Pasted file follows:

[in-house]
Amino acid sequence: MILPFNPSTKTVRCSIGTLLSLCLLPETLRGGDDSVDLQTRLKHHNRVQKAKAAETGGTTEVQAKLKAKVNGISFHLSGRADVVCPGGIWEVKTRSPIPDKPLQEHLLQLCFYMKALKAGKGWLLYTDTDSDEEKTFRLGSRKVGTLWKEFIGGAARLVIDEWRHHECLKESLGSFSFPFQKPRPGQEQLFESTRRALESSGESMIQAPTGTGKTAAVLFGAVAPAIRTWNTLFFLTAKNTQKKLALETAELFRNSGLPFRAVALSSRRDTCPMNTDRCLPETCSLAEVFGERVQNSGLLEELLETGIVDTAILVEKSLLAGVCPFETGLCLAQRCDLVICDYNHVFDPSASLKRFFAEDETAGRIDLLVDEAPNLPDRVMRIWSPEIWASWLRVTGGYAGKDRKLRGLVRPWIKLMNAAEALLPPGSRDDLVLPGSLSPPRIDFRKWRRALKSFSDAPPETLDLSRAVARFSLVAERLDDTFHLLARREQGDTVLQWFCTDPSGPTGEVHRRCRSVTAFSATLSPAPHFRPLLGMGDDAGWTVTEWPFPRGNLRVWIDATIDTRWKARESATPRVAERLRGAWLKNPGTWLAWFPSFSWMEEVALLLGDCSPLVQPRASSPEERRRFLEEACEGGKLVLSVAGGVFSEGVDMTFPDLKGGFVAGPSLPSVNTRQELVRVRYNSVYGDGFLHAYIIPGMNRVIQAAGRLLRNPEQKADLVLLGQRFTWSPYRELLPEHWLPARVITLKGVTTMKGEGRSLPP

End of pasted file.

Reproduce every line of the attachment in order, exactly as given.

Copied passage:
[in-house]
Amino acid sequence: MILPFNPSTKTVRCSIGTLLSLCLLPETLRGGDDSVDLQTRLKHHNRVQKAKAAETGGTTEVQAKLKAKVNGISFHLSGRADVVCPGGIWEVKTRSPIPDKPLQEHLLQLCFYMKALKAGKGWLLYTDTDSDEEKTFRLGSRKVGTLWKEFIGGAARLVIDEWRHHECLKESLGSFSFPFQKPRPGQEQLFESTRRALESSGESMIQAPTGTGKTAAVLFGAVAPAIRTWNTLFFLTAKNTQKKLALETAELFRNSGLPFRAVALSSRRDTCPMNTDRCLPETCSLAEVFGERVQNSGLLEELLETGIVDTAILVEKSLLAGVCPFETGLCLAQRCDLVICDYNHVFDPSASLKRFFAEDETAGRIDLLVDEAPNLPDRVMRIWSPEIWASWLRVTGGYAGKDRKLRGLVRPWIKLMNAAEALLPPGSRDDLVLPGSLSPPRIDFRKWRRALKSFSDAPPETLDLSRAVARFSLVAERLDDTFHLLARREQGDTVLQWFCTDPSGPTGEVHRRCRSVTAFSATLSPAPHFRPLLGMGDDAGWTVTEWPFPRGNLRVWIDATIDTRWKARESATPRVAERLRGAWLKNPGTWLAWFPSFSWMEEVALLLGDCSPLVQPRASSPEERRRFLEEACEGGKLVLSVAGGVFSEGVDMTFPDLKGGFVAGPSLPSVNTRQELVRVRYNSVYGDGFLHAYIIPGMNRVIQAAGRLLRNPEQKADLVLLGQRFTWSPYRELLPEHWLPARVITLKGVTTMKGEGRSLPP